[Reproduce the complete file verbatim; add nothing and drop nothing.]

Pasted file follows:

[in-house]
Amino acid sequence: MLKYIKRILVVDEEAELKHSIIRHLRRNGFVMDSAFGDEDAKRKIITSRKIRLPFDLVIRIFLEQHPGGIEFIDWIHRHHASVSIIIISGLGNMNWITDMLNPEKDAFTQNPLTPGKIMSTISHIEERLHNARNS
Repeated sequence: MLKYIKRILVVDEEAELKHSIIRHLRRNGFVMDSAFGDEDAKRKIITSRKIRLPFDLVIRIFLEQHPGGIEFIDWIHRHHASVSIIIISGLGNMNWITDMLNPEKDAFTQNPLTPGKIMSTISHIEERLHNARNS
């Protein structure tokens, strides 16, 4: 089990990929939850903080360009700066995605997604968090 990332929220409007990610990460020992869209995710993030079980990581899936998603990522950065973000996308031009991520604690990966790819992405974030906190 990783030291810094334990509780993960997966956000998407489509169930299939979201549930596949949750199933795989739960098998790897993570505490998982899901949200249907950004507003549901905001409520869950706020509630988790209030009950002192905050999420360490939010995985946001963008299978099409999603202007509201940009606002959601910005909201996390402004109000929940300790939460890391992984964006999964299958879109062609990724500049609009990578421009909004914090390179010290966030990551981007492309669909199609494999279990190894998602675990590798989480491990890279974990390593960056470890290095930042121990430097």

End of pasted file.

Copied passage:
[in-house]
Amino acid sequence: MLKYIKRILVVDEEAELKHSIIRHLRRNGFVMDSAFGDEDAKRKIITSRKIRLPFDLVIRIFLEQHPGGIEFIDWIHRHHASVSIIIISGLGNMNWITDMLNPEKDAFTQNPLTPGKIMSTISHIEERLHNARNS
Repeated sequence: MLKYIKRILVVDEEAELKHSIIRHLRRNGFVMDSAFGDEDAKRKIITSRKIRLPFDLVIRIFLEQHPGGIEFIDWIHRHHASVSIIIISGLGNMNWITDMLNPEKDAFTQNPLTPGKIMSTISHIEERLHNARNS
């Protein structure tokens, strides 16, 4: 089990990929939850903080360009700066995605997604968090 990332929220409007990610990460020992869209995710993030079980990581899936998603990522950065973000996308031009991520604690990966790819992405974030906190 990783030291810094334990509780993960997966956000998407489509169930299939979201549930596949949750199933795989739960098998790897993570505490998982899901949200249907950004507003549901905001409520869950706020509630988790209030009950002192905050999420360490939010995985946001963008299978099409999603202007509201940009606002959601910005909201996390402004109000929940300790939460890391992984964006999964299958879109062609990724500049609009990578421009909004914090390179010290966030990551981007492309669909199609494999279990190894998602675990590798989480491990890279974990390593960056470890290095930042121990430097």